America's Return to Political Polarization

America's Return to Political Polarization


The most talked-about article in Washington this week is the one by political scientists Thomas Mann and Norman Ornstein blaming political polarization and gridlock on the Republican Party. They say that its breech of longstanding norms of political competition, especially routine use of the filibuster in the Senate, has gone over the line. Mann and Ornstein blame the extreme rightward tilt of the GOP for its destructive behavior.

The political scientist Jonathan Bernstein agrees that the Republicans have moved well to the right and have become more radical in pursuit of their agenda. But he argues that these are two different phenomena that are not necessarily related. Bernstein thinks the GOP has simply become dysfunctional. He points to the purging of conservatives such as Senators Robert Bennett of Utah and Richard Lugar of Indiana merely for being insufficiently aggressive in attacking Democrats.

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The roots of political polarization go back to before the Civil War. The slaveholding society of the old South necessarily imposed upon it a very conservative view of the world, which impacts public policy to the present day.

One way in which this conservatism exhibited itself and still does is that Southerners tend to be very religious in an evangelical Christian way. The reason for this is that when slavery came under attack by Northern abolitionists, Southerners found comfort in the Bible. In it there are many passages that defend slavery and treat it as a normal part of life (e.g., Exodus 20: 20-21; Ephesians 6:5; Colossians 3: 22).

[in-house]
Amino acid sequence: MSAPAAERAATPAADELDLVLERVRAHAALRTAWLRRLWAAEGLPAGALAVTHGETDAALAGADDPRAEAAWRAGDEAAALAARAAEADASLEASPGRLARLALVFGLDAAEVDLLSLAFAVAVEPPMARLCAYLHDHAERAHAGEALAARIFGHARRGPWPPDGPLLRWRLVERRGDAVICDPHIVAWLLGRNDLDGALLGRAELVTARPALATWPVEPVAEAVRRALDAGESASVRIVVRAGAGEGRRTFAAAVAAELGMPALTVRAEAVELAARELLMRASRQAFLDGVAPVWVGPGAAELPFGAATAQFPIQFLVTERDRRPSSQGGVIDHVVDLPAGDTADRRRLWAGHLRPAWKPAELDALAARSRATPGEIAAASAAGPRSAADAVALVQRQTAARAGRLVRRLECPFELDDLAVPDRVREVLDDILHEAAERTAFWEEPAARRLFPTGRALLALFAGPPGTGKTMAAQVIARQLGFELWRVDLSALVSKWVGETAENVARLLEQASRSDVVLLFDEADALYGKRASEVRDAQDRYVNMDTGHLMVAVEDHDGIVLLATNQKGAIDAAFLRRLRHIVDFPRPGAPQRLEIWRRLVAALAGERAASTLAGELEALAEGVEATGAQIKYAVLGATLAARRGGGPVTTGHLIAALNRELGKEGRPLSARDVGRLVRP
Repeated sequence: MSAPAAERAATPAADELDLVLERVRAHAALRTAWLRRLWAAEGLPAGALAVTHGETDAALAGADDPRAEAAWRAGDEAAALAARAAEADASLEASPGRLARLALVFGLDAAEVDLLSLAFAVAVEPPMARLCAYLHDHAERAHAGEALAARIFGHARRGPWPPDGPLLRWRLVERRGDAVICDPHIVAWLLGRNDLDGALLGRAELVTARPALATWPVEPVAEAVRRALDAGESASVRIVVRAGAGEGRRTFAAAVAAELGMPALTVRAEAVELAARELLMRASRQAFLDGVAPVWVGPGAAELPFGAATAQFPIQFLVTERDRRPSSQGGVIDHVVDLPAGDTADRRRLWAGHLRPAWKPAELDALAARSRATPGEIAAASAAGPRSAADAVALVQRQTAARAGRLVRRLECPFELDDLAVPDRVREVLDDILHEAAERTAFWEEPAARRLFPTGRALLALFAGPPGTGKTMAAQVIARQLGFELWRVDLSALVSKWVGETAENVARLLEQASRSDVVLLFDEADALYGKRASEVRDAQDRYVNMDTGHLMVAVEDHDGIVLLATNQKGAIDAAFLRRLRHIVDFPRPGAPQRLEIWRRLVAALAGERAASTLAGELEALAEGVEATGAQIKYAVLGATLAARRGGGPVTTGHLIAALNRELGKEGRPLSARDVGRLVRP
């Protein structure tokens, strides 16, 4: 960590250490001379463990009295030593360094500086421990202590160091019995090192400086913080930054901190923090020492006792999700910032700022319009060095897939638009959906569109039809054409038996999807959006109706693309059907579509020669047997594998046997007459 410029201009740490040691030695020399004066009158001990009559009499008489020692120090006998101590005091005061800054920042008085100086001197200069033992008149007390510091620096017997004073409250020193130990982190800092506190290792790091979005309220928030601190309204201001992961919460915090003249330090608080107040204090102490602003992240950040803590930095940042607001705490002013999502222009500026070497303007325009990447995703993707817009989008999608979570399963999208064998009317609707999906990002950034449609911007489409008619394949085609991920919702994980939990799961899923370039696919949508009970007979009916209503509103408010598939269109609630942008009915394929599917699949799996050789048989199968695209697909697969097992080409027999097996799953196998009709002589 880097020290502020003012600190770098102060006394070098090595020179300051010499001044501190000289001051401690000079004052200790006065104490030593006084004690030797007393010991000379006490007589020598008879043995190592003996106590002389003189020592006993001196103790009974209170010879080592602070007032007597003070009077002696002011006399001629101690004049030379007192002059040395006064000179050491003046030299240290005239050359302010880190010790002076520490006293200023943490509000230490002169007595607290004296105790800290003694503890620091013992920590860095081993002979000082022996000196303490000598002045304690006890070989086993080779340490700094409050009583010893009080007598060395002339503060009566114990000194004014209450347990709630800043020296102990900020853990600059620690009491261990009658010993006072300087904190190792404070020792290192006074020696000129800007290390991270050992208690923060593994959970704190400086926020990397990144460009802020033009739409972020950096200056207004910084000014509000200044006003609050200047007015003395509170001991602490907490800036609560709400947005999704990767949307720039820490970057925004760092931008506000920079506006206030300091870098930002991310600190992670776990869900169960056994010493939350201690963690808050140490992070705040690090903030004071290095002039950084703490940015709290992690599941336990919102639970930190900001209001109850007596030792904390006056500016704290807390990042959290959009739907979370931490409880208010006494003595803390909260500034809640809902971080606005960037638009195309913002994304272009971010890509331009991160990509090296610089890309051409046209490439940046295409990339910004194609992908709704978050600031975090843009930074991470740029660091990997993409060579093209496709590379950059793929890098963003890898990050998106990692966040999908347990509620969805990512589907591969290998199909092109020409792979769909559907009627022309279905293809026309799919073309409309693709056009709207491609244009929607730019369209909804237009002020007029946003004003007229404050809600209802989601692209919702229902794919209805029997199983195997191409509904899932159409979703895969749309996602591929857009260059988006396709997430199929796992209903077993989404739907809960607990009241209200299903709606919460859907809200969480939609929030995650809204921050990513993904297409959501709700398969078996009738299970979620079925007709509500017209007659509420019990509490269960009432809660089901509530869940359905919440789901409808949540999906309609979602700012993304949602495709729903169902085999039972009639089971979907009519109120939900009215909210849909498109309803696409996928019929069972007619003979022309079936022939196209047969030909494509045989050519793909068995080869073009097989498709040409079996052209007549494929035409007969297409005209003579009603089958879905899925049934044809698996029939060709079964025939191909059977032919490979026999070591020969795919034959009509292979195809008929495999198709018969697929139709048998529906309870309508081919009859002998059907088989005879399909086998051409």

Perhaps the clearest biblical defense of slavery is that in 1 Timothy 6: 1: “Let all who are under the yoke of slavery regard their masters as worthy of all honor, so that the name of God and the teaching may not be defamed.”

A complement to biblical literalism was constitutional literalism. Southerners noted, correctly, that the Founding Fathers did not ban slavery and, indeed, accepted it as a necessary condition of the great compromise that led to creation of the United States. Several provisions of the Constitution implicitly defended slavery as an institution, and the concept of states’ rights severely limited the federal government’s ability to do anything about it.

The Southern states also adopted extremely conservative tax and spending policies due to slavery. Since much of the wealth of the South was in the form of slaves, slave owners were always concerned that they might be made to bear a heavier tax burden as a consequence. The limitation on direct taxes in the Constitution was primarily to shield slaves from federal taxation.

In the “Jim Crow” era after the Civil War, Southerners resisted efforts to improve public education because they believed that African Americans would be the primary beneficiaries.

In the “Jim Crow” era after the Civil War, Southerners resisted efforts to improve public education because they believed that African Americans would be the primary beneficiaries. They also resisted spending for better transportation because convict labor was a very cheap way of maintaining roads that justified harsh penalties for law breaking, especially by black males, who were often sentenced to long prison terms by kangaroo courts just to provide quasi-slave labor for the state.